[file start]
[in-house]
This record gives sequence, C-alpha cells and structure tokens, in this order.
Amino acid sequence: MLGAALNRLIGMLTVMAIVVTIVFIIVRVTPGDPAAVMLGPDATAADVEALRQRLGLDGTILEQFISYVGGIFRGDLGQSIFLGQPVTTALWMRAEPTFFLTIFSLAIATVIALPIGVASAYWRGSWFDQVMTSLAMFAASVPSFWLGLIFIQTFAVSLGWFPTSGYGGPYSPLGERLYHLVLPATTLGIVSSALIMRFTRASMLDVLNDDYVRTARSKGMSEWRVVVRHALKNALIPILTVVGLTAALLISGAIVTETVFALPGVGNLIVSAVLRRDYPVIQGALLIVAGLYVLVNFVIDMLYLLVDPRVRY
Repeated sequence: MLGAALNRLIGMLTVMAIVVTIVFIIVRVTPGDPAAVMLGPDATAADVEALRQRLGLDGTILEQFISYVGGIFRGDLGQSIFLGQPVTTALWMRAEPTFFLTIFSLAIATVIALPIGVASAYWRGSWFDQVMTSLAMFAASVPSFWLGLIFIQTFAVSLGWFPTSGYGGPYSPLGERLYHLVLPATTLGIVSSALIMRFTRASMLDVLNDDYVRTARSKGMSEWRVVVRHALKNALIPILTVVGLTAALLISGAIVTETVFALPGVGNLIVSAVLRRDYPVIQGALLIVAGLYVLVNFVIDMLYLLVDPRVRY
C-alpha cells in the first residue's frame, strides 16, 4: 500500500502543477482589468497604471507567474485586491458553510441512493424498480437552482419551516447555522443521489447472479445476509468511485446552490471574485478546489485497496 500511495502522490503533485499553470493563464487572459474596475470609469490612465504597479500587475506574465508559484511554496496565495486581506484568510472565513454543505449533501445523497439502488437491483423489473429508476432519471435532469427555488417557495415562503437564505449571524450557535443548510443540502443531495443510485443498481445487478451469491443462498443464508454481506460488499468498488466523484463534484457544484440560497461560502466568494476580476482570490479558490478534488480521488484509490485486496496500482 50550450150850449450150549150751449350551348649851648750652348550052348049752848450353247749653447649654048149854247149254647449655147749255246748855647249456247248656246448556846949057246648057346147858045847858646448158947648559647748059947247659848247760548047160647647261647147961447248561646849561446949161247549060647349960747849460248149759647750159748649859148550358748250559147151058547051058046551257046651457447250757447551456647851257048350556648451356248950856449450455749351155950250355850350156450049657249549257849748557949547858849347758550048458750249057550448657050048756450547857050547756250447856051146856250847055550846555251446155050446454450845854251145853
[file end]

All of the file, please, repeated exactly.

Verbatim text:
[in-house]
This record gives sequence, C-alpha cells and structure tokens, in this order.
Amino acid sequence: MLGAALNRLIGMLTVMAIVVTIVFIIVRVTPGDPAAVMLGPDATAADVEALRQRLGLDGTILEQFISYVGGIFRGDLGQSIFLGQPVTTALWMRAEPTFFLTIFSLAIATVIALPIGVASAYWRGSWFDQVMTSLAMFAASVPSFWLGLIFIQTFAVSLGWFPTSGYGGPYSPLGERLYHLVLPATTLGIVSSALIMRFTRASMLDVLNDDYVRTARSKGMSEWRVVVRHALKNALIPILTVVGLTAALLISGAIVTETVFALPGVGNLIVSAVLRRDYPVIQGALLIVAGLYVLVNFVIDMLYLLVDPRVRY
Repeated sequence: MLGAALNRLIGMLTVMAIVVTIVFIIVRVTPGDPAAVMLGPDATAADVEALRQRLGLDGTILEQFISYVGGIFRGDLGQSIFLGQPVTTALWMRAEPTFFLTIFSLAIATVIALPIGVASAYWRGSWFDQVMTSLAMFAASVPSFWLGLIFIQTFAVSLGWFPTSGYGGPYSPLGERLYHLVLPATTLGIVSSALIMRFTRASMLDVLNDDYVRTARSKGMSEWRVVVRHALKNALIPILTVVGLTAALLISGAIVTETVFALPGVGNLIVSAVLRRDYPVIQGALLIVAGLYVLVNFVIDMLYLLVDPRVRY
C-alpha cells in the first residue's frame, strides 16, 4: 500500500502543477482589468497604471507567474485586491458553510441512493424498480437552482419551516447555522443521489447472479445476509468511485446552490471574485478546489485497496 500511495502522490503533485499553470493563464487572459474596475470609469490612465504597479500587475506574465508559484511554496496565495486581506484568510472565513454543505449533501445523497439502488437491483423489473429508476432519471435532469427555488417557495415562503437564505449571524450557535443548510443540502443531495443510485443498481445487478451469491443462498443464508454481506460488499468498488466523484463534484457544484440560497461560502466568494476580476482570490479558490478534488480521488484509490485486496496500482 50550450150850449450150549150751449350551348649851648750652348550052348049752848450353247749653447649654048149854247149254647449655147749255246748855647249456247248656246448556846949057246648057346147858045847858646448158947648559647748059947247659848247760548047160647647261647147961447248561646849561446949161247549060647349960747849460248149759647750159748649859148550358748250559147151058547051058046551257046651457447250757447551456647851257048350556648451356248950856449450455749351155950250355850350156450049657249549257849748557949547858849347758550048458750249057550448657050048756450547857050547756250447856051146856250847055550846555251446155050446454450845854251145853